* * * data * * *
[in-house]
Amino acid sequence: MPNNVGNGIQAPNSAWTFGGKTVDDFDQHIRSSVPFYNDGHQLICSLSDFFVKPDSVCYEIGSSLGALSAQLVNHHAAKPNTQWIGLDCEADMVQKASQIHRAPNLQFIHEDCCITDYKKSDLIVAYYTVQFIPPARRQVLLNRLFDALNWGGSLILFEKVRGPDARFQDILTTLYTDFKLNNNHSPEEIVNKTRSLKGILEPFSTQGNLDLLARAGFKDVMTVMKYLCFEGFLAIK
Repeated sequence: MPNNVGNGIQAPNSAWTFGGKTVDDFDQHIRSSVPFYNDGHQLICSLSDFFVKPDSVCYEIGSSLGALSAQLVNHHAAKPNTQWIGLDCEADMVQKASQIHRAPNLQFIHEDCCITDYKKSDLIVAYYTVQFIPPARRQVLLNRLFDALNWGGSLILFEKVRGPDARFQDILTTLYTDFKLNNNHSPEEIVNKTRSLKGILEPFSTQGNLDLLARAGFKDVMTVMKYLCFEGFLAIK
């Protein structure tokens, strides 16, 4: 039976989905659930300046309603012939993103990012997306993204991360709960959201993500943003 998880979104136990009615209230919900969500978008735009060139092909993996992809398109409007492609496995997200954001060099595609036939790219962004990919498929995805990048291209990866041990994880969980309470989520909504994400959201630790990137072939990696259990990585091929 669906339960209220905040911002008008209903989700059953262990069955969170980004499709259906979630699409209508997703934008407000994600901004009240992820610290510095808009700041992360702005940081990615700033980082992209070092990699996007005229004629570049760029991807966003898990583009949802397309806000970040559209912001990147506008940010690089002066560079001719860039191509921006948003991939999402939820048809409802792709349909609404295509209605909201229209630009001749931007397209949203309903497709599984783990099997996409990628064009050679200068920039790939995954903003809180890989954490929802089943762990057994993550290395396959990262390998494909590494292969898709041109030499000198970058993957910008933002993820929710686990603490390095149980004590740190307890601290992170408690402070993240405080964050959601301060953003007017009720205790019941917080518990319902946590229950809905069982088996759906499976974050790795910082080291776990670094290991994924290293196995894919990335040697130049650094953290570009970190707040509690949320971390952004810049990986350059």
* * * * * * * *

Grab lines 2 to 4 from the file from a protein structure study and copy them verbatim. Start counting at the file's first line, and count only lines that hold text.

Amino acid sequence: MPNNVGNGIQAPNSAWTFGGKTVDDFDQHIRSSVPFYNDGHQLICSLSDFFVKPDSVCYEIGSSLGALSAQLVNHHAAKPNTQWIGLDCEADMVQKASQIHRAPNLQFIHEDCCITDYKKSDLIVAYYTVQFIPPARRQVLLNRLFDALNWGGSLILFEKVRGPDARFQDILTTLYTDFKLNNNHSPEEIVNKTRSLKGILEPFSTQGNLDLLARAGFKDVMTVMKYLCFEGFLAIK
Repeated sequence: MPNNVGNGIQAPNSAWTFGGKTVDDFDQHIRSSVPFYNDGHQLICSLSDFFVKPDSVCYEIGSSLGALSAQLVNHHAAKPNTQWIGLDCEADMVQKASQIHRAPNLQFIHEDCCITDYKKSDLIVAYYTVQFIPPARRQVLLNRLFDALNWGGSLILFEKVRGPDARFQDILTTLYTDFKLNNNHSPEEIVNKTRSLKGILEPFSTQGNLDLLARAGFKDVMTVMKYLCFEGFLAIK
């Protein structure tokens, strides 16, 4: 039976989905659930300046309603012939993103990012997306993204991360709960959201993500943003 998880979104136990009615209230919900969500978008735009060139092909993996992809398109409007492609496995997200954001060099595609036939790219962004990919498929995805990048291209990866041990994880969980309470989520909504994400959201630790990137072939990696259990990585091929 669906339960209220905040911002008008209903989700059953262990069955969170980004499709259906979630699409209508997703934008407000994600901004009240992820610290510095808009700041992360702005940081990615700033980082992209070092990699996007005229004629570049760029991807966003898990583009949802397309806000970040559209912001990147506008940010690089002066560079001719860039191509921006948003991939999402939820048809409802792709349909609404295509209605909201229209630009001749931007397209949203309903497709599984783990099997996409990628064009050679200068920039790939995954903003809180890989954490929802089943762990057994993550290395396959990262390998494909590494292969898709041109030499000198970058993957910008933002993820929710686990603490390095149980004590740190307890601290992170408690402070993240405080964050959601301060953003007017009720205790019941917080518990319902946590229950809905069982088996759906499976974050790795910082080291776990670094290991994924290293196995894919990335040697130049650094953290570009970190707040509690949320971390952004810049990986350059």